The FTSE was down this morning following poor global growth forecasts and the decision by credit ratings agency Moody's to downgrade some of the world's biggest banks.
Last night Moody's lowered the credit ratings of 15 of the world's biggest lenders to reflect the risk of losses they face from volatile capital markets. But the move was well-flagged, ensuring that the markets were not surprised when they opened this morning.
Instead, with the price of Brent crude oil hovering at around $90 a barrel, it was energy and mining stocks that dragged the index down by one per cent in early trading.
The biggests faller was oil services firm Petrofac, off 4.7 per cent. Fresnillo, Tullow Oil, Eurasian and Vedanta joined the downward slide and lost more than three per cent, while miners Randgold, Kazakhmys and ENRC were all hit.
BHP Billiton fell 2.4 per cent after unexpectedly announcing a major $832m (£541m) investment in its Illawarra coal mining operations in Australia's New South Wales state.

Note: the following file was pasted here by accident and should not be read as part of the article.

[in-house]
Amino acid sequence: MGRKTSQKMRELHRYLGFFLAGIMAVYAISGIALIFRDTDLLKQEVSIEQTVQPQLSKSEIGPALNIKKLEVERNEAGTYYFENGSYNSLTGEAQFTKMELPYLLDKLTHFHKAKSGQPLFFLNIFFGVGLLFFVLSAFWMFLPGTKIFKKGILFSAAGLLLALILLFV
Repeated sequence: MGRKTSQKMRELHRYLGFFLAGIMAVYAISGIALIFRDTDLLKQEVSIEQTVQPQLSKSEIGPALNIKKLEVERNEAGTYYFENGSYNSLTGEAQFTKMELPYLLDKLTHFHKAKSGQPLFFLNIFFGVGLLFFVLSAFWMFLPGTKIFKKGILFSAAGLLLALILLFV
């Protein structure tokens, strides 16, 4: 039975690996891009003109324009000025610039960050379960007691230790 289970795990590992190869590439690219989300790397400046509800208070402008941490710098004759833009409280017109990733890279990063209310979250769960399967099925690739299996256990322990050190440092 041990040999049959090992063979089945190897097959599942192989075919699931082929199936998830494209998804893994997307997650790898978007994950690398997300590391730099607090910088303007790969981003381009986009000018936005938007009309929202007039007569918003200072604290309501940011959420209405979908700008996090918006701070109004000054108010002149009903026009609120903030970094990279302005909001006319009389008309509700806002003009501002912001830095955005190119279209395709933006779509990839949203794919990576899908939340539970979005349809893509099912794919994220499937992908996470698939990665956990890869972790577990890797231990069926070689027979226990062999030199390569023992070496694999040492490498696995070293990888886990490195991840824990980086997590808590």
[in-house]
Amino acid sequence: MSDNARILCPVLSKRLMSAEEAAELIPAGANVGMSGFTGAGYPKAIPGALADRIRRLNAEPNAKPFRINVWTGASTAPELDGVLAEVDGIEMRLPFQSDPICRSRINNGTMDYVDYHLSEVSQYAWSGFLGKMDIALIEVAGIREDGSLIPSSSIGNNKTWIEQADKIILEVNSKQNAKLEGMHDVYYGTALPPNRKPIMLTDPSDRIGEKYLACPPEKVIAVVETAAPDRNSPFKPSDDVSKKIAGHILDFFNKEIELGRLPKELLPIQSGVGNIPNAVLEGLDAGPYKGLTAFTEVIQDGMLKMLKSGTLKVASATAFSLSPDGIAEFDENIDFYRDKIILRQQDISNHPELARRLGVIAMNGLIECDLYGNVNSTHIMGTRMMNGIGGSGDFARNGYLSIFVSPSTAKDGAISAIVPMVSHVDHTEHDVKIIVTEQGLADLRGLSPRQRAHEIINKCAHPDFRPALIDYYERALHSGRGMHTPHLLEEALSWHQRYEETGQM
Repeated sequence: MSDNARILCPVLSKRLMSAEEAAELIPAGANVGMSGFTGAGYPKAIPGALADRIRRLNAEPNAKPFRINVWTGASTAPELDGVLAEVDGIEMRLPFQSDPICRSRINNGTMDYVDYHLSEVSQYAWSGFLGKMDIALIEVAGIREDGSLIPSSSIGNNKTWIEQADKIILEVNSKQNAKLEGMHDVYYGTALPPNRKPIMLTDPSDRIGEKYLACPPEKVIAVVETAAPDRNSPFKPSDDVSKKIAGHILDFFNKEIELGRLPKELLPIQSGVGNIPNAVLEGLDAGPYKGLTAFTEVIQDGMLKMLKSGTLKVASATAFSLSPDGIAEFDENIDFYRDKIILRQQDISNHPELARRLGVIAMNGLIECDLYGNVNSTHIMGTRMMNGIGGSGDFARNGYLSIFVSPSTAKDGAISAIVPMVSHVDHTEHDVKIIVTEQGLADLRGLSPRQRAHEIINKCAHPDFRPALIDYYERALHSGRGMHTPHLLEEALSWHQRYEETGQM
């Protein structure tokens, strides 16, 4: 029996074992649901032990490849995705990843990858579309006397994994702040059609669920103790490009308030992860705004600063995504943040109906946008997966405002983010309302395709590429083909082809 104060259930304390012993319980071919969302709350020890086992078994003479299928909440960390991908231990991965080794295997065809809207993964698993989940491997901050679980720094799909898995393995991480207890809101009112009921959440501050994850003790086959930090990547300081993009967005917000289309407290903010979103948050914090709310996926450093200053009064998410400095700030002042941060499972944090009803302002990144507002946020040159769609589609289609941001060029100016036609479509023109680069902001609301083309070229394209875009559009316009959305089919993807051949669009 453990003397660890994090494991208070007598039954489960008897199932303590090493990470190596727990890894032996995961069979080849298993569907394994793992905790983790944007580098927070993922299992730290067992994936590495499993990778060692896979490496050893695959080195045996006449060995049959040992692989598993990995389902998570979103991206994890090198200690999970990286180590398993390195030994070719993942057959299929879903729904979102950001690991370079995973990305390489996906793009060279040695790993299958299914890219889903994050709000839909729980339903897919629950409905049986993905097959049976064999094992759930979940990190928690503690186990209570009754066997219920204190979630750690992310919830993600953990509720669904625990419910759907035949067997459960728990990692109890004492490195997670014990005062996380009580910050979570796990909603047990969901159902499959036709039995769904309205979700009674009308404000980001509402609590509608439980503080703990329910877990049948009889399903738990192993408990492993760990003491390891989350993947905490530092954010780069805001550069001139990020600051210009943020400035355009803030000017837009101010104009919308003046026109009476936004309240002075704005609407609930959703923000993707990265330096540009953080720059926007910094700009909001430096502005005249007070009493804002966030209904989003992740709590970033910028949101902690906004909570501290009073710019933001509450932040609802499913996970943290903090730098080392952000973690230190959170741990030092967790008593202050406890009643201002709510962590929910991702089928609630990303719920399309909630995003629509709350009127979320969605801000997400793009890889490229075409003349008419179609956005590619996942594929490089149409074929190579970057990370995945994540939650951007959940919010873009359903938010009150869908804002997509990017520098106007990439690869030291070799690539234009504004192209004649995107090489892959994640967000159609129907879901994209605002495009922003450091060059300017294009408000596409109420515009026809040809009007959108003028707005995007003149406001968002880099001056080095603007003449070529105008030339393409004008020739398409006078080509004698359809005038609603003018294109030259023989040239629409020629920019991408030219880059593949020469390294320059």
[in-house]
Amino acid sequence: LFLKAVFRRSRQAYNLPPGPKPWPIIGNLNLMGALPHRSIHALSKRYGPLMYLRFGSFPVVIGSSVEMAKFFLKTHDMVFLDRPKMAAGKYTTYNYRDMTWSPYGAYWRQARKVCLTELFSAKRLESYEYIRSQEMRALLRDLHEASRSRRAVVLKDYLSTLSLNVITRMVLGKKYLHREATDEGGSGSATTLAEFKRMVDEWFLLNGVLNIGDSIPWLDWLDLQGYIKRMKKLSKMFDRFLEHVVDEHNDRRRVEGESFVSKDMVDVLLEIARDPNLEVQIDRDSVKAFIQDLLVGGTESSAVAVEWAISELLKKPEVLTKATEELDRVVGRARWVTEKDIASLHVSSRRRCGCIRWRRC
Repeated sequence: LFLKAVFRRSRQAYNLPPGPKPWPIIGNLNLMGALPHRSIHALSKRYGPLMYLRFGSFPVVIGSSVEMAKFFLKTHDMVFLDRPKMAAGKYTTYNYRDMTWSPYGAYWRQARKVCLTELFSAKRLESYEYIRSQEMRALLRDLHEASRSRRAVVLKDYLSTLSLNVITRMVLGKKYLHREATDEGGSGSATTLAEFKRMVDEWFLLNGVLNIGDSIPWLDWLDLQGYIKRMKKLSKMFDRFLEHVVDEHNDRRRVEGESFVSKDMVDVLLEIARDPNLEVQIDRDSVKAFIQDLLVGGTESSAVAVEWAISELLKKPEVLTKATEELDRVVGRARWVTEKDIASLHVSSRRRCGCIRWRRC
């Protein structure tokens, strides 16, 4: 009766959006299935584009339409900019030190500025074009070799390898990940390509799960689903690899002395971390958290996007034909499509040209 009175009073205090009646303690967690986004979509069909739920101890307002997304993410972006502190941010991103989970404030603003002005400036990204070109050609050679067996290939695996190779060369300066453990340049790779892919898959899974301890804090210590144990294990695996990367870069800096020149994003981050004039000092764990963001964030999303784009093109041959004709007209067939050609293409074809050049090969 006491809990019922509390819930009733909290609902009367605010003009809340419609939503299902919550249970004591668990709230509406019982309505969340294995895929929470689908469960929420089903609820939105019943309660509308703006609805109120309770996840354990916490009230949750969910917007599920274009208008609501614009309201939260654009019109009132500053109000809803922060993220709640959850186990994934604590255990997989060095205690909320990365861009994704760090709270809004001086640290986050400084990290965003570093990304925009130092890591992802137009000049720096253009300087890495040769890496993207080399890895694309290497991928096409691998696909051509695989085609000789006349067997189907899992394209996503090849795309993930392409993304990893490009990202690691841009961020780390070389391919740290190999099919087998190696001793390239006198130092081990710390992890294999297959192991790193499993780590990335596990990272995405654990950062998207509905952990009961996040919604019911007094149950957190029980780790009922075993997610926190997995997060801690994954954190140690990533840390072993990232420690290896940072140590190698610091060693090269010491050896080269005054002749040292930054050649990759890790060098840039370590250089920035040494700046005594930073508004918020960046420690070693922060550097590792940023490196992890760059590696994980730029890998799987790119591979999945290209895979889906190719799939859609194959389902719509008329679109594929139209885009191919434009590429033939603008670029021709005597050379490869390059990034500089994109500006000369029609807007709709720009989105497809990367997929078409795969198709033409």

In banking Royal Bank of Scotland suffered, shedding 0.6 per cent. RBS is set to receive up to £300m less than it expected for a package of branches it is selling to Santander UK. This is because the business has failed to hit a number of targets outlined in the deal, according to press reports.
But the decline was limited at other financial firms, with Barclays down 0.2 per cent, HSBC off 0.1 per cent and Lloyds adding 0.1 per cent.
There was little in the way of corporate news but retailer Marks & Spencer fell by 2.9 per cent after analysts at Macquarie cut their target price for the firm.
Even defensive stocks struggled this morning and gains were few and far between. BT topped the leaderboard, up a measly 0.4 per cent, while Unilever, Vodafone and supermarket firm Morrisons were all up 0.2 per cent.
In the FTSE 250 bookmaker William Hill added one per cent after announcing that it has gained a license from the Nevada Gaming Commission to operate in the United States.
In Asia the Nikkei was down 0.3 per cent and the Hang Seng down 1.4 per cent.